North and South Korean diplomats are due to hold first high-level talks in the two countries’ current leadership to defuse border tensions and work out humanitarian issues on Friday.
The sides agreed to meet after tensions escalated in August with an exchange of cross-border fire along the Demilitarized Zone (DMZ). Pyongyang declared what it described a “semi-state of war” at the time.
South Korean Deputy Unification Minister Hwang Boo-gi is expected to meet Committee for the Peaceful Reunification of Korea Deputy Executive Secretary Jeon Jeong Soo in the Kaesong border town.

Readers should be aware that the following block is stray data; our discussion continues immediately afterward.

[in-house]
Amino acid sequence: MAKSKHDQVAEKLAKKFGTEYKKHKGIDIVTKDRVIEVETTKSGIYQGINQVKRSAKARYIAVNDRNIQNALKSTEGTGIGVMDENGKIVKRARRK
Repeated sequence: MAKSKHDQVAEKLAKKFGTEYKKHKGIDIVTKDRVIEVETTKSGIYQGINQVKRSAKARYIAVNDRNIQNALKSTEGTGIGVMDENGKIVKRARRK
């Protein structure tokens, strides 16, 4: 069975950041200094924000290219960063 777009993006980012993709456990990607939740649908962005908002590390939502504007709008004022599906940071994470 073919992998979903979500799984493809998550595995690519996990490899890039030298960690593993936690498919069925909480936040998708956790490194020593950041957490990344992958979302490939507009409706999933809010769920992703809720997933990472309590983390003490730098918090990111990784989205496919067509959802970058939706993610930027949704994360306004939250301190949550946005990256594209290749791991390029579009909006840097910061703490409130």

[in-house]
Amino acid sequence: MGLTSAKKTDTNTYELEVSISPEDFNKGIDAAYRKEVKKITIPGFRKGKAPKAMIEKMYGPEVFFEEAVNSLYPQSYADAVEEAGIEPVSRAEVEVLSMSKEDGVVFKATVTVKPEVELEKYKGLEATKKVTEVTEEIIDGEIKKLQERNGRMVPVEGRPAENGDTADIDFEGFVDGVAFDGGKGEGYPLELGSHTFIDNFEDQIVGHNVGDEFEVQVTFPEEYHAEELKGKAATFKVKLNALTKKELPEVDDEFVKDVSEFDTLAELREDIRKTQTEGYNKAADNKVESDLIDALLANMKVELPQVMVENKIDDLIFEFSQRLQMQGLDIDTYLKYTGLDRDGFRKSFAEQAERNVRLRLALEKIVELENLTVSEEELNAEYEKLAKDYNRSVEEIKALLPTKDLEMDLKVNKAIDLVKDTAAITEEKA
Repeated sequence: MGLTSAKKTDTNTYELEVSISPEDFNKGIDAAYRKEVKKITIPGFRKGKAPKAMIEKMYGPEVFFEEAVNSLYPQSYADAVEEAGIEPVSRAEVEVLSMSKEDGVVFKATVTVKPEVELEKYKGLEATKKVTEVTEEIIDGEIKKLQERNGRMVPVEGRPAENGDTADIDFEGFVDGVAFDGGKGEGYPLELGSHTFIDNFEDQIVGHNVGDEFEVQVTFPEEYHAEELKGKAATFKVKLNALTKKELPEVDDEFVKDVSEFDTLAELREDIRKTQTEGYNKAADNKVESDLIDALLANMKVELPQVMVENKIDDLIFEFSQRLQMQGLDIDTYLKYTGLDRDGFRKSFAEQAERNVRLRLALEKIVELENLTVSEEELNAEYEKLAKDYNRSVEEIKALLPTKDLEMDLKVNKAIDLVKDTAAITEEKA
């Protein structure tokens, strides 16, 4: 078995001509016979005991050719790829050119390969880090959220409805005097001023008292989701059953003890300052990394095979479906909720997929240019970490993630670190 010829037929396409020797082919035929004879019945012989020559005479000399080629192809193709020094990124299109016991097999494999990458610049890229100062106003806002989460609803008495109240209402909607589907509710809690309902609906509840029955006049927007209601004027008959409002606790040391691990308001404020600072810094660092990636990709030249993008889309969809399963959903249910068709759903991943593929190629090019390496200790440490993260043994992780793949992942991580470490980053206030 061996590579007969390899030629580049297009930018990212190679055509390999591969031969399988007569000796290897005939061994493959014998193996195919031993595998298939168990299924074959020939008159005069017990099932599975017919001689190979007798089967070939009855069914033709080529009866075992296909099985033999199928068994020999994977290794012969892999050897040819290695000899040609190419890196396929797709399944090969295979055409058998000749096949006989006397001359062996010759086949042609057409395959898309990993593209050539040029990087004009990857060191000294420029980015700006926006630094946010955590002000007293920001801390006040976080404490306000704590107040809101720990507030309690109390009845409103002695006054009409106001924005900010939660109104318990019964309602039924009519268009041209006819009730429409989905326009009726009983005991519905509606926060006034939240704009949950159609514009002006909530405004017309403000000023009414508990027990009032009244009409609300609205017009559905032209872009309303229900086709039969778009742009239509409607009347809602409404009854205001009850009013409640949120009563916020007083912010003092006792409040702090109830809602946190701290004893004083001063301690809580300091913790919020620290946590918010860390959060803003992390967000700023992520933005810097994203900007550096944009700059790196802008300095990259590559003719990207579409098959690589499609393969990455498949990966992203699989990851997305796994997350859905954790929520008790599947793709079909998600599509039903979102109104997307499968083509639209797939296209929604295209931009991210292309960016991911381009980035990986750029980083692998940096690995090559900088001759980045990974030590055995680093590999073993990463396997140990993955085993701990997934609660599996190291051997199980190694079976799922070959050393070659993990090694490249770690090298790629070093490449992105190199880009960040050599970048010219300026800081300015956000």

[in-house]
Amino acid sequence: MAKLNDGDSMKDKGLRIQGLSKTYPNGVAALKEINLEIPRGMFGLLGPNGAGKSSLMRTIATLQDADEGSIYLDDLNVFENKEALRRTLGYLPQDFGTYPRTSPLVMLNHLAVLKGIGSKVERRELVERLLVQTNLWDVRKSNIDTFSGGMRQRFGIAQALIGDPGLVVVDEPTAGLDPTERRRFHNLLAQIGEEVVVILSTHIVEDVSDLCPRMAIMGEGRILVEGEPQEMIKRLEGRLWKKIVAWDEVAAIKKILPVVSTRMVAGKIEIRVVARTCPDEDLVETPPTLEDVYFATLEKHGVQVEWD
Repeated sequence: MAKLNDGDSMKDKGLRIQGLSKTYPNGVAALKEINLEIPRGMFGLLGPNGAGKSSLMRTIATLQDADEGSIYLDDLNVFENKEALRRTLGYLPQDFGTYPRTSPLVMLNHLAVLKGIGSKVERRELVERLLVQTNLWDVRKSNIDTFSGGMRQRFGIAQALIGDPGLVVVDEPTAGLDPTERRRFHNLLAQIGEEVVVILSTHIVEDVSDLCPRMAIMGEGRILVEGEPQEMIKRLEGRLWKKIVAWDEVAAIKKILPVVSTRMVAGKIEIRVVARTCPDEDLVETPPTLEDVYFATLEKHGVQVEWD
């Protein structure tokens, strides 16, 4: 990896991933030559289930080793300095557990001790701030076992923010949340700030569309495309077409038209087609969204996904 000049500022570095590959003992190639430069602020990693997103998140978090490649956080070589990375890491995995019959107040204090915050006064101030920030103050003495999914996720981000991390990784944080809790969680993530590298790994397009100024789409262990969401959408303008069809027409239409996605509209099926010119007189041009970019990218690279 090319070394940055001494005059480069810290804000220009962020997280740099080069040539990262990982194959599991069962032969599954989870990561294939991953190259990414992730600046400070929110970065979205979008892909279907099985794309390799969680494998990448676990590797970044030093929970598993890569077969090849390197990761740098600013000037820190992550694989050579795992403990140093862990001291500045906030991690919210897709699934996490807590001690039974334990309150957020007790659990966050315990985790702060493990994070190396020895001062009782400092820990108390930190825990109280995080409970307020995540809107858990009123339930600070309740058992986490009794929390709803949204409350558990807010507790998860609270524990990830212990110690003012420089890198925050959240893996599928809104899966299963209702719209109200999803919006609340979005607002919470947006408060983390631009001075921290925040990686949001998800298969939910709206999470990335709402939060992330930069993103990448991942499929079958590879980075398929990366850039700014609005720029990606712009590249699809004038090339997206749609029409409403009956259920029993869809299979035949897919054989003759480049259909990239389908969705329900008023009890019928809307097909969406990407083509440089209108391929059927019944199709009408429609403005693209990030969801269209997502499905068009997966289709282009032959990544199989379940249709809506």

The Sejong Institute private non-profit’s unification expert Cheong Seong-chang told RIA Novosti he expected Friday’s meeting to influence foreign policy both in Seoul and Pyongyang.
“The result of the current negotiations will have a very big impact not only on Kim Jong Un’s New Year’s speech, but on the North-South relations next year as a whole,” Cheong said.
South and North Korea remain legally at war, as no peace treaty was signed after the Korean War of 1950-1953.